Eugène Delacroix (13 August 1863) is one of the most accomplished artists associated with Romanticism. He was also one of the most prolific and versatile artists of the early nineteenth-century. Hence the breadth of his influence.
His “Mandarin Drake” is a watercolour. But as an artist, Delacroix also used pen, chalk, graphite, pastels, and oil. In fact, he was a fine lithographer who illustrated various literary works by William Shakespeare, Walter Scott and Johann Wolfgang von Goethe. The paintings of Rubens were a source of inspiration to Delacroix. Moreover, he was a friend of Théodore Géricault (1791 -1824), and Géricault’s “spiritual heir.” (See Eugène Delacroix, Wikipedia.) Géricault completed his Raft of the Medusa, Le Radeau de la Méduse, at the age of 27, and his horses are magnificent.
Delacroix is known mainly for his “Liberty Guiding the People” (1830), a painting that captures the “genius,” or essence, of Revolutions. However, although the video at the foot of this post presents “Liberty Guiding the People” and reveals a more intense Delacroix, I have assembled works that show other and, at times, seemingly simpler facets of Delacroix’s art.
The work featured at the top of this post is one of my favourites. It shows a drake, a Mandarin drake or mallard (canard mallard, canard colvert [green neck]).
Delacroix’s subject matter also consisted of flowers and studies of flowers, simple branches. Moreover, he travelled abroad seizing a less familiar beauty. The Romantics loved the exotic.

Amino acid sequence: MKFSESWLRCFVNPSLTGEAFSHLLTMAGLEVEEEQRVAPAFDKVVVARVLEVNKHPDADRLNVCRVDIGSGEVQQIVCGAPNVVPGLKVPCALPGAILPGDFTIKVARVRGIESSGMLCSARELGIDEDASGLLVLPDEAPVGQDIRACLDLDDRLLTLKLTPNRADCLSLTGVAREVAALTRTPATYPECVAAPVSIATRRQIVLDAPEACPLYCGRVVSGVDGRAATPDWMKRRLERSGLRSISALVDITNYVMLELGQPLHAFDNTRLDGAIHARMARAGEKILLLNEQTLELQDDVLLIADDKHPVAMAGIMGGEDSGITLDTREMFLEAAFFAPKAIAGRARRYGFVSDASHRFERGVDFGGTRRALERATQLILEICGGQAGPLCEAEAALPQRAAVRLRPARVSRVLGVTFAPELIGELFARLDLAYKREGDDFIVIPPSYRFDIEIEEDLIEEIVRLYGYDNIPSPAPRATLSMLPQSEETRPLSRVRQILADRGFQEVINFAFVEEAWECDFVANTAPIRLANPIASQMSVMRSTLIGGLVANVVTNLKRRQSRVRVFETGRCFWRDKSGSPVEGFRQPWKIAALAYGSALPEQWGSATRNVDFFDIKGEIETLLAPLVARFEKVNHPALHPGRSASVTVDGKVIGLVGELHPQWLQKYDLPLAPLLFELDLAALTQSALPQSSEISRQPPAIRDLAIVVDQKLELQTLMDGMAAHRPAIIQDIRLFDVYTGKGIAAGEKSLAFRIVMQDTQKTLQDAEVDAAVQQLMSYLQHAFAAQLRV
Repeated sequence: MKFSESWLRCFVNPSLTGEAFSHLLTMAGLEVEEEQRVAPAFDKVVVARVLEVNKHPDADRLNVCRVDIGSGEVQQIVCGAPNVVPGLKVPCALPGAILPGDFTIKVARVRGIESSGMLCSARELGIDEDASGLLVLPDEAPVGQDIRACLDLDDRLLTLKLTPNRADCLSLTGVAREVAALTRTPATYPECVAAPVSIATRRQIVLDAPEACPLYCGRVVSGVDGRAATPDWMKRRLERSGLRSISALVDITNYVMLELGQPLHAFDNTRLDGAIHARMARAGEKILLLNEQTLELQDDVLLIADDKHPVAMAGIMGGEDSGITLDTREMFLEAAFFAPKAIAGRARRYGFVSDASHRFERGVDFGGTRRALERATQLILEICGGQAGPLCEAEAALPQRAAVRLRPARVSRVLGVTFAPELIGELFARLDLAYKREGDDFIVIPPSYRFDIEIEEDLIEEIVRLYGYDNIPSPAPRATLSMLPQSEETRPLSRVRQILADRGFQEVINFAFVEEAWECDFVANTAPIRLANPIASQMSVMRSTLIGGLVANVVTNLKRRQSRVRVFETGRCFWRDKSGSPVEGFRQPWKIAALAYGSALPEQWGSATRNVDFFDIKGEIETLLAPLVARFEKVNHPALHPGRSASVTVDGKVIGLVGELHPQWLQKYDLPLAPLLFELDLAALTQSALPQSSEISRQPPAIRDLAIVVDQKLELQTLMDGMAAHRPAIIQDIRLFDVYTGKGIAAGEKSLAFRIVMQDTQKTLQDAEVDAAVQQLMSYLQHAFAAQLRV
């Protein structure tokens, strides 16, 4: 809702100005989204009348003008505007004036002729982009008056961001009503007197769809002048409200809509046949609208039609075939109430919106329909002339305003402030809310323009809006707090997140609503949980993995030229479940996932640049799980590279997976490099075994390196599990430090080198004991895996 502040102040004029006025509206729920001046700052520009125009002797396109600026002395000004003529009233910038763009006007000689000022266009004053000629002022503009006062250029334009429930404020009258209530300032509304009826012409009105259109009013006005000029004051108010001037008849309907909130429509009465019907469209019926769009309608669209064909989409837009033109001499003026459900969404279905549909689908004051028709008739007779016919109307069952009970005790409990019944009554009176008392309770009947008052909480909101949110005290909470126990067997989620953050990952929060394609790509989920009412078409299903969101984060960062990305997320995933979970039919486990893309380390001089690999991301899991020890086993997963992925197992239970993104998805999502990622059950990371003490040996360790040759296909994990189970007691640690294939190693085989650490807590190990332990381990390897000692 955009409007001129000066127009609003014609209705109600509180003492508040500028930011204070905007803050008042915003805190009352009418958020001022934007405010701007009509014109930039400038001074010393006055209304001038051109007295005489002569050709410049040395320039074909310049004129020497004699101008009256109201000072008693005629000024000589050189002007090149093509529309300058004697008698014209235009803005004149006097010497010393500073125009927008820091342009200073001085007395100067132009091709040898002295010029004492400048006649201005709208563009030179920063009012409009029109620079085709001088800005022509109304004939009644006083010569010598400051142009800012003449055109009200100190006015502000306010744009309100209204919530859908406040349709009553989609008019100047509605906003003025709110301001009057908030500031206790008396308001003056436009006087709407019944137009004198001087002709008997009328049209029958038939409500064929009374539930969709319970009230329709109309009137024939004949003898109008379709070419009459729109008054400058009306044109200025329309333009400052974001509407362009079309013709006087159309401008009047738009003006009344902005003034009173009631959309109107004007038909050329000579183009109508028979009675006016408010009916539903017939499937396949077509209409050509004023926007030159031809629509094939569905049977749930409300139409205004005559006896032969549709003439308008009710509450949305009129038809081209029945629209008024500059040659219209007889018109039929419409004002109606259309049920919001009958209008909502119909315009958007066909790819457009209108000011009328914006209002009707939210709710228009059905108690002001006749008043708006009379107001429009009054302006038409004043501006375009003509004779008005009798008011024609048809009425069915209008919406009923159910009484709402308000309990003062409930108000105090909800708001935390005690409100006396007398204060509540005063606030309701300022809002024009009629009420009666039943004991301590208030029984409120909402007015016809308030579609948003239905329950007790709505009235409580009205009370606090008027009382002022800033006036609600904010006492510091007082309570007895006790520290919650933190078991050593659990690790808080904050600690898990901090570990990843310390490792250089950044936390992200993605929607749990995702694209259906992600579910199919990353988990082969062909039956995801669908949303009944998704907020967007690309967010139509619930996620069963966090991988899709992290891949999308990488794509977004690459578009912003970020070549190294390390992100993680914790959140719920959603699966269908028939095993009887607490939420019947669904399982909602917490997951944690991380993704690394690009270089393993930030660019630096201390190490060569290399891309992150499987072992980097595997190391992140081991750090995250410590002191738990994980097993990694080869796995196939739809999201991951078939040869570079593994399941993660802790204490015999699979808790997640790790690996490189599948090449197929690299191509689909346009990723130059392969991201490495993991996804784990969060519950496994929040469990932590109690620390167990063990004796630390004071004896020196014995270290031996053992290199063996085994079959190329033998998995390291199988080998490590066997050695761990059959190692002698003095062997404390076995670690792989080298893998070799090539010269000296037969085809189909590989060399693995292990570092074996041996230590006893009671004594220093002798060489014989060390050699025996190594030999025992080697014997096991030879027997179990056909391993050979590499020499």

However, the art of this “Romantic” tends to override the notion of movements, which may of course be true of most great artists.
Photo credit: WikiArt.org (all images)
Please click on the lower part of each image to see its title. The pictures may be enlarged and viewed as a video (press escape to exit). I just discovered this WordPress feature.
For “The Cottage in a Grove,” 1838, Delacroix used a pen, chalk, and ink. “The Coast of Spain at Salabrena” is a watercolour, dated 1832. Delacroix’s “Study of Flowers” is a later work, executed between 1845 and 1850. “The Portrait of Turk in a Turban” (1826) was produced with pastels. For his magnificent tiger (below, 1830), Delacroix used a pencil and watercolours.
Yet, we have Willibald von Gluck at the “clavecin” composing the score of his Armide (1831). This painting is a watercolour and “European.” A clavecin is a harpsichord. However, the instrument Gluck is using resembles my grandfather’s humble spinet, a type of harpsichord.
Today is not a blogging day. But pictures are worth a thousand words, so I have used pictures to let you know that I am still blogging, but at a slower pace.
However, I should let you know that Eugène Delacroix is rumoured to be an illegitimate son of Charles-Maurice de Talleyrand-Périgord. Talleyrand looked after the children he fathered. One was born to Madame de Flahaut and was named Charles-Joseph, comte de Flahaut. Everyone knew Charles-Joseph was Talleyrand’s son. In turn, Charles-Joseph, comte de Flahaut, became the lover of Hortense de Beauharnais (Napoleon’s stepdaughter and sister-in-law) and fathered the duc de Morny, a half-brother to Napoleon III.
Consequently, Delacroix was a protégé of the enigmatic Talleyrand (his father) and, later, a protégé of the Duc de Morny (Talleyrand’s grandson), whose brother ruled France.
My best regards to all of you.
DelacroixFrédéric Chopin Nocturne, Opus 9 N° 2 Video by Philip Scott Johnson © Micheline Walker 5 June 2014